Debates should feature clash, and both debaters have an obligation to argue positions which are open to clash. Ideally, these positions should at least attempt to engage the resolution. I will listen to narratives, but as these generally avoid clash on anything but a theory level, they are less preferred. I am not fond of narratives or other positions that essentially guilt the judge into voting for a debater. Just because I didn't vote for your narrative doesn't mean I reject you or your identity or your position. It is not ok to equate my ballot with me being an oppressor. Plans and counterplans are valid in LD debate, but they must be run properly. I judged (nat circuit) policy from 1997 to 2009, if that's any help.
I will listen to theory positions and enjoy a well thought out theory debate. Kind of. I insist that you actually engage the theory debate on its merits. I dislike rounds in which a ton of theory crap is tossed out hoping the opponent will miss some tiny little spike which is then blown up to monumental proportions in rebuttals. Just because you call something an absolute voting issue doesn't mean it is. I am much more likely to vote for a person winning on the substantive issues even if they allegedly mishandled the third subpoint on an RVI.
I will be extremely reluctant to "drop the debater" except in cases of in-round misconduct. Debate is about arguments, not people. A claim of "drop the debater" better have a lot of support and can't just be one more response on your list of bullet points. I will consider intervening against this argument.
I am willing to listen to other pre-fiat arguments such as Kritiks. Again, you need to understand the position and it should be germane. I tend to believe that most kritiks should have a viable alternative, but would be willing to listen to a claim that they don't.
I've been coaching debate at Robbinsdale since 2013 and love a clean and clear traditional debate. Have offense that outweighs your opponents and links cleanly into the winning framework and you'll win my ballot. If I can't understand you I'll stop flowing, so clarity and a reasonable speed are both important. Be sure to make your signposting and extensions clear. Not a fan of theory or other complex and exclusionary argument frameworks. If you can't make the argument in a conversational way on the flow, or as an overview I probably won't consider it in the round.
Overall, the point is to have fun, so take a deep breath and try to enjoy yourself. :)
I did LD as a debater and now coach LD for Armstrong High School. I co-founded the Minnesota Debate Institute, where I worked mainly with LD and Congressional debate.
You can win in front of me by extending offense (contention-level impacts or turns) that links to the winning criterion and outweighs your opponent's offense. It's not enough to just say "extend;" you should re-explain the warrant of the argument (briefly is fine!) and re-explain the link to the contention (again, briefly is fine!). Weighing is A+.
Explain arguments well. Please be clear so someone hearing your ideas/authors for the first time can get what you're saying.
Please do not spread (speed read) or read national circuit / policy case styles (Ks, CPs, theory, etc.). Spreading and nat circuit-style arguments tend to make LD debate more exclusionary, racist, and classist. If your opponent runs these things, still do your best to respond to their argument's warrants and tell me it's exclusionary, and then I'll probably vote for you.
The issue with national circuit and policy case styles tends to be, IMO, form/structure, not content. So if you have a good critical or policy-oriented argument you want to run, cool: Put it in an accessible case format and let's go.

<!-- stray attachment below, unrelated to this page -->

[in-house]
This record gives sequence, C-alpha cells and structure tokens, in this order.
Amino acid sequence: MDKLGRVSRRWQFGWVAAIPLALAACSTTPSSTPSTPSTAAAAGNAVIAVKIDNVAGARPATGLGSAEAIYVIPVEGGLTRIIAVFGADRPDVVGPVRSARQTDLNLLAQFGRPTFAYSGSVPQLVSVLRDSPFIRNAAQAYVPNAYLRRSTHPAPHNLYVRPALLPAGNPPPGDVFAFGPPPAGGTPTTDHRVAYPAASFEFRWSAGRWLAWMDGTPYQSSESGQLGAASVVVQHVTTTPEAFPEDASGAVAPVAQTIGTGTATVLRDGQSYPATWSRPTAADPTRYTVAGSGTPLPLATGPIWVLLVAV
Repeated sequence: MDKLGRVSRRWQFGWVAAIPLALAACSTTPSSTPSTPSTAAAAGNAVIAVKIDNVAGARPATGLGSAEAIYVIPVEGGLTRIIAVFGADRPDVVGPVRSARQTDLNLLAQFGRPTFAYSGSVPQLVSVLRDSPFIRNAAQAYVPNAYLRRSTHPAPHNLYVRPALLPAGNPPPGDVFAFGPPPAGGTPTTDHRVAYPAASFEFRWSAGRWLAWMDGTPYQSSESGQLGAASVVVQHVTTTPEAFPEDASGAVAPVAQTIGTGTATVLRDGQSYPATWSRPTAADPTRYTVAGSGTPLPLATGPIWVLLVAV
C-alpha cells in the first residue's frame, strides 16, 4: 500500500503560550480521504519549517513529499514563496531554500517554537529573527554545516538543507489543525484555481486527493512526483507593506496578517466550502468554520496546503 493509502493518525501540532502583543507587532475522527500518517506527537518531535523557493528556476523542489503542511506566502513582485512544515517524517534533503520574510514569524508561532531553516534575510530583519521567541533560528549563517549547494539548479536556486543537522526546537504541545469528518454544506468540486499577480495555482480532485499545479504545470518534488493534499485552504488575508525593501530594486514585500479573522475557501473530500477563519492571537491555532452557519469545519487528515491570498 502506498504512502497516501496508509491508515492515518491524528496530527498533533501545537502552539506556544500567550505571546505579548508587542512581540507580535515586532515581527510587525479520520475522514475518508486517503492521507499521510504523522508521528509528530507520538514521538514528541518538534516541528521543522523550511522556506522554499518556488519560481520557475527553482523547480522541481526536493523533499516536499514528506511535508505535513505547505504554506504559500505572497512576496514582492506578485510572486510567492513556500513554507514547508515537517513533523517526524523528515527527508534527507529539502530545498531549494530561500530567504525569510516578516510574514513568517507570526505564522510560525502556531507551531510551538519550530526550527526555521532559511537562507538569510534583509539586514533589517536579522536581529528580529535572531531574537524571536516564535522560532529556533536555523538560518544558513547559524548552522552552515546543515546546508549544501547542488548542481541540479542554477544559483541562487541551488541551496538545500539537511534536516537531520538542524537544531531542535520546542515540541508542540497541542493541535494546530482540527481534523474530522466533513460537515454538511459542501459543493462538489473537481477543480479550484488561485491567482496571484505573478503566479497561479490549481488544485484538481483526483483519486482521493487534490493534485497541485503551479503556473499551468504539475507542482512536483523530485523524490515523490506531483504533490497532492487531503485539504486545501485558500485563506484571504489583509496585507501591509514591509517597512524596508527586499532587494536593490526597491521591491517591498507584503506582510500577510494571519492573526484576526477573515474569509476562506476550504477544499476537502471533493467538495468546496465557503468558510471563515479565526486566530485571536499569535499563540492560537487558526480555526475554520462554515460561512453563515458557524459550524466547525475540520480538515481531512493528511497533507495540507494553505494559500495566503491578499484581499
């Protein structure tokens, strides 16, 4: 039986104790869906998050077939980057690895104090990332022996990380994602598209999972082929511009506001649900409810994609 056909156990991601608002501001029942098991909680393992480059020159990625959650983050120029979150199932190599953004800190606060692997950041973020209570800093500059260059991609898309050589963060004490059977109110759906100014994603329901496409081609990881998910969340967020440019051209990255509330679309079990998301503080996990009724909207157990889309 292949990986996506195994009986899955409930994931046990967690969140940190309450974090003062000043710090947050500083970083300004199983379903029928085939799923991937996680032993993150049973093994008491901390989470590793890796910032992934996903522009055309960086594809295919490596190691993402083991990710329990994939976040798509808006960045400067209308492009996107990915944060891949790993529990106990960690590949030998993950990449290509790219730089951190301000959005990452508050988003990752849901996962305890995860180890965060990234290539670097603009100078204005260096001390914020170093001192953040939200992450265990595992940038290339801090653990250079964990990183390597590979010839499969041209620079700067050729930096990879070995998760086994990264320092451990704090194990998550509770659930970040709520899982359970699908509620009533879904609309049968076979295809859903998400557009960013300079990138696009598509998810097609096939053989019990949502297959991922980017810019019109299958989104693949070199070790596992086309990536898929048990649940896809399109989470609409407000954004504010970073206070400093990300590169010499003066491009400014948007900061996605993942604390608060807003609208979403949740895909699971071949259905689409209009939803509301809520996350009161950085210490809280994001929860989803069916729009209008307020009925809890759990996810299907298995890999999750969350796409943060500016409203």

I care about evidence quality. Johnson '98? Lastname '20? A brief garble of syllables and a two digit number are not a citation. :) Even at tournaments that don't require full source citations, I'd love to hear them (author, author qualification, publication/source, year). Folks run skeeeetchy cards... call them on it!!
I evaluate arguments only if I can distinguish what words you are saying. When I listen to a set of syllables, can I hear a word? If I cannot hear a word, then I cannot flow or consider the argument. I will not read a case doc while folks imitate spreading; I'd like to hear the arguments. The trend of case docs and spreading worsens the neg side bias and, more importantly, makes debate an even more exclusionary activity to folks without access to the immense resources required to engage effectively in such practices.
Argument content: I am open to hearing critical race theory, feminist philosophy, deep ecology, anti-capitalism, or whatever ideas you want to run. Debate is about exploring ideas, so run what's important and interesting to you. If it's a serious argument, I will not vote you down just because you read something outside the Overton Window of whiteness, patriarchy and U.S. empire.
That said, please do think critically and carefully about how your social position relates to the arguments you're running and to your opponent's social position. For example, suppose you're a white debater reading a ("pre-fiat") position with many cards from Black women writers, a position that asks the judge to vote for your performance in the round or something. Particularly if your opponent is a Black woman, is it ethical for you to run that position? Maybe not.
Btw, we should never run arguments that are harmful. Right? If someone is racist in round, for example, I'll vote against them. Please don't blame people for circumstances they're trapped in due to oppression. Please don't deny the tragic reality — and deep weight — of racism, sexism, poverty, homophobia, transphobia, Islamophobia, imperialism, settler colonialism, ableism, colorism, and other forms of domination, marginalization, and violence.
Debate should be fun, yes, but we're also talking about serious stuff — many of us from perspectives of privilege. Let's be respectful of the people we're debating and the people we're debating about, and we should be cool. Good luck in the round; I look forward to judging you! :)